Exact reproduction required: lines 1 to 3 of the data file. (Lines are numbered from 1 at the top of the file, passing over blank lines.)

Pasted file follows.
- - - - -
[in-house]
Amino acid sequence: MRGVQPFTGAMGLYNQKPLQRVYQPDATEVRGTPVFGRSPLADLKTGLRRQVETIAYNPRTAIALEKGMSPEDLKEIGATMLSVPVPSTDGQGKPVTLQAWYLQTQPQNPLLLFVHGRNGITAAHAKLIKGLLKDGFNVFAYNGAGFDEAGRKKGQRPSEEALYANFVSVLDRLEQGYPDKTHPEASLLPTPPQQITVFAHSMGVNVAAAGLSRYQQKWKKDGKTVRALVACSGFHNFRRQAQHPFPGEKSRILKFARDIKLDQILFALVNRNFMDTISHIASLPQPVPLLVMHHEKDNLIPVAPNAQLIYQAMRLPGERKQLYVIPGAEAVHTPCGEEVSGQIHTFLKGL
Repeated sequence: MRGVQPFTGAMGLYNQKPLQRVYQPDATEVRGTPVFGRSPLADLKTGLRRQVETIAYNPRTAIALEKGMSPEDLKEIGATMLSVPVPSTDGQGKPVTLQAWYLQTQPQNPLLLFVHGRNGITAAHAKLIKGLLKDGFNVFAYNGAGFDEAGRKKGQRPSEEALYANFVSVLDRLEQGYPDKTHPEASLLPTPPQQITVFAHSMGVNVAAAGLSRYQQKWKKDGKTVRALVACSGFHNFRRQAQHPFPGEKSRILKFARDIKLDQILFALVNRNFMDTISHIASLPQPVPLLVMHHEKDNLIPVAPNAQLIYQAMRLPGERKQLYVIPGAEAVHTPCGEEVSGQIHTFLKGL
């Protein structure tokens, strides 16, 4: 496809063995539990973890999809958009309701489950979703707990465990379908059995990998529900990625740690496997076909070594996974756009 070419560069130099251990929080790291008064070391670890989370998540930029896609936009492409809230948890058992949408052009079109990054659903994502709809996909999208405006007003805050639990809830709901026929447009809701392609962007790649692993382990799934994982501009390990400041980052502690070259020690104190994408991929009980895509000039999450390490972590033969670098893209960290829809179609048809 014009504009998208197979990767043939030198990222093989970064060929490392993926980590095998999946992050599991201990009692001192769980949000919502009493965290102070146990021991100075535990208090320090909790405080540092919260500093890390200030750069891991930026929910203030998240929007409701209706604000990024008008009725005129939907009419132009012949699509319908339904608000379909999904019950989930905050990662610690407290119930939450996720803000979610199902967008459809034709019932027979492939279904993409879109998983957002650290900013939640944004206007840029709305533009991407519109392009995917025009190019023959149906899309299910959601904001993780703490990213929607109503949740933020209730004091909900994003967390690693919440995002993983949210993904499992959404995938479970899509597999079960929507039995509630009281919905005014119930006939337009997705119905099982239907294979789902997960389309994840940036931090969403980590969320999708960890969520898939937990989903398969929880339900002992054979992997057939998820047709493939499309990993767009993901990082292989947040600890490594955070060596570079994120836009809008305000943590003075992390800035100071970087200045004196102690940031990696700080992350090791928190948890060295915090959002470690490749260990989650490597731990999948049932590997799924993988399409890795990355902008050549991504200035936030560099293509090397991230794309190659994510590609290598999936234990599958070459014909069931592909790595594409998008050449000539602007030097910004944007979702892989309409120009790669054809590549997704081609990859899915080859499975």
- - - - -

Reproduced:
[in-house]
Amino acid sequence: MRGVQPFTGAMGLYNQKPLQRVYQPDATEVRGTPVFGRSPLADLKTGLRRQVETIAYNPRTAIALEKGMSPEDLKEIGATMLSVPVPSTDGQGKPVTLQAWYLQTQPQNPLLLFVHGRNGITAAHAKLIKGLLKDGFNVFAYNGAGFDEAGRKKGQRPSEEALYANFVSVLDRLEQGYPDKTHPEASLLPTPPQQITVFAHSMGVNVAAAGLSRYQQKWKKDGKTVRALVACSGFHNFRRQAQHPFPGEKSRILKFARDIKLDQILFALVNRNFMDTISHIASLPQPVPLLVMHHEKDNLIPVAPNAQLIYQAMRLPGERKQLYVIPGAEAVHTPCGEEVSGQIHTFLKGL
Repeated sequence: MRGVQPFTGAMGLYNQKPLQRVYQPDATEVRGTPVFGRSPLADLKTGLRRQVETIAYNPRTAIALEKGMSPEDLKEIGATMLSVPVPSTDGQGKPVTLQAWYLQTQPQNPLLLFVHGRNGITAAHAKLIKGLLKDGFNVFAYNGAGFDEAGRKKGQRPSEEALYANFVSVLDRLEQGYPDKTHPEASLLPTPPQQITVFAHSMGVNVAAAGLSRYQQKWKKDGKTVRALVACSGFHNFRRQAQHPFPGEKSRILKFARDIKLDQILFALVNRNFMDTISHIASLPQPVPLLVMHHEKDNLIPVAPNAQLIYQAMRLPGERKQLYVIPGAEAVHTPCGEEVSGQIHTFLKGL